Before the Competition began, there was a lot of heated argument amongst soccer experts as to how the favourites Zaire would be affected by the weather. Zaire is a hot country. Its players became great players in the great heat. Surely their game would be affected by the great cold of the host country? Surely Oduwole would have to wear boots, and where then would be his magic?
At all events, they were proved wrong. The Icelandic sun seemed to shine more strongly on Zaire than on any other team. They played above themselves, and the barefooted Oduwole led them to victory after victory. Zaire won all their matches. Iceland drew two and won all the rest, which was good enough.
What a battle the final was to be! ‘Flair and Style against Steel and Strength‘, ‘Visitors against Hosts‘, ‘Sun Gods v. Ice Warriors‘. The headline writers had a field day. In the home team’s training camp, there was daily discussion about how they might turn the tables on the favourites. No man tackled the problem more fiercely or devotedly than Iceland’s trainer and manager, Thorgrím Kjallaksson.
Iceland owed their footballing success to the dedication and drive of this one man. And now Kjallaksson concentrated every muscle of his mind on this climax to his team’s career – the final of the World Cup. He dribbled the whole thing up and down in his thoughts day after day. He organized films of Zaire matches for his players to watch and analyse. He hotted up the team’s training programme until it threatened to blow a fuse.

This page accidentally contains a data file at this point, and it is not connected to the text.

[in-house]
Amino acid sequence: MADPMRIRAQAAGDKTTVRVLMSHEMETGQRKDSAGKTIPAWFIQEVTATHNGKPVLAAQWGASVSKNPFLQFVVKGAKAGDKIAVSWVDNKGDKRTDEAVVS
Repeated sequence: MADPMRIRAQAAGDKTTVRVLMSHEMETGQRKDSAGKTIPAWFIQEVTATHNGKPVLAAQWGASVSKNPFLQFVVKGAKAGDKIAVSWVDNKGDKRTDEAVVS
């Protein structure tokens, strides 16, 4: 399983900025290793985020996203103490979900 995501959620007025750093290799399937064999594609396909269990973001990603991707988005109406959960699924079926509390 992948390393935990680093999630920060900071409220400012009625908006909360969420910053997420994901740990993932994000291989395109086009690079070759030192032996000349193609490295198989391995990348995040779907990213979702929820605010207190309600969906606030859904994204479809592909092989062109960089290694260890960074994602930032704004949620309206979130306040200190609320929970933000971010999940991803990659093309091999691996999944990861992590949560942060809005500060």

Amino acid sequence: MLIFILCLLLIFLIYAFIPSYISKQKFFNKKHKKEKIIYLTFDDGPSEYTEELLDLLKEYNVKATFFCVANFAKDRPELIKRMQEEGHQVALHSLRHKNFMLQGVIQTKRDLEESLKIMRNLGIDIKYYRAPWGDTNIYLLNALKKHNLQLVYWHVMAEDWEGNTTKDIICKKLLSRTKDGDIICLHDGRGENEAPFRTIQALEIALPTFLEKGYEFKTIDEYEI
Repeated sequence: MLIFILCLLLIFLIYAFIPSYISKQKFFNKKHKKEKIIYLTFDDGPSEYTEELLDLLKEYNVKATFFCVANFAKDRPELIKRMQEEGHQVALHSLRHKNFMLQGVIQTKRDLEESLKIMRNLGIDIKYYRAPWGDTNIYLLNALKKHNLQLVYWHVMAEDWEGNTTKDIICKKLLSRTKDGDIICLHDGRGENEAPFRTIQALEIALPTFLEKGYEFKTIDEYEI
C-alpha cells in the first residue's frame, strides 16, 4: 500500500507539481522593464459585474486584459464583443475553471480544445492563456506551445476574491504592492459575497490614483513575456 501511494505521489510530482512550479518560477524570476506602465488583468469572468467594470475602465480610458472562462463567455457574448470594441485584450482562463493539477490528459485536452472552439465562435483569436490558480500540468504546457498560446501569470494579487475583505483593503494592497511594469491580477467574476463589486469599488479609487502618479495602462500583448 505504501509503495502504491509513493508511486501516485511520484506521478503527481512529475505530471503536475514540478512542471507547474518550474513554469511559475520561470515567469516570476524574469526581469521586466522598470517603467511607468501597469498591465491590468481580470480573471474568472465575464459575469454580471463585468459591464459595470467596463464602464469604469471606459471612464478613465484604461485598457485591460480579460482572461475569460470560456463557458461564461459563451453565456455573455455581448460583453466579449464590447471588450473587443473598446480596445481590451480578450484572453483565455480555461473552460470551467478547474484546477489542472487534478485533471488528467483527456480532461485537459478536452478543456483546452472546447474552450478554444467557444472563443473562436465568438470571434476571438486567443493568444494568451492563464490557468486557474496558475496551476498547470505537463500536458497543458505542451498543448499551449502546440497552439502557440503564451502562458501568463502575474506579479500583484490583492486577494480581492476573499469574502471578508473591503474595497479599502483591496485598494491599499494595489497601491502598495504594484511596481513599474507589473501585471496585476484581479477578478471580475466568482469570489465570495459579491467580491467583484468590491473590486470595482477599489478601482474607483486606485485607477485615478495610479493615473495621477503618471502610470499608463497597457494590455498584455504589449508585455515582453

‘It all comes down to that kick,’ he told himself, ninety times a day. ‘We’ve got to learn the secret of that banana kick. And if we can’t do that, we’ve got to nobble that centre forward.’
Well, if all the scientists in the world couldn’t discover the secret of the great curving kick, how could Kjallaksson hope to discover it? And anyway, even if he knew the secret, there was no guarantee the knowledge would help his team to handle the centre forward any more effectively.
No, the only answer was to nobble him. But how? Other teams had tried ironing him into the pitch, but they hadn’t even been able to catch his shadow as he took the ball past them. On the field he was invincible.
How about off the field? No. Thorgrím Kjallaksson was a hard man, and there was very little he wouldn’t do to help his team win; but he wasn’t a criminal, and he stopped short of kidnapping and assault. Besides, the risks were enormous. No. He would skate on thin ice, but not quite as thin as that.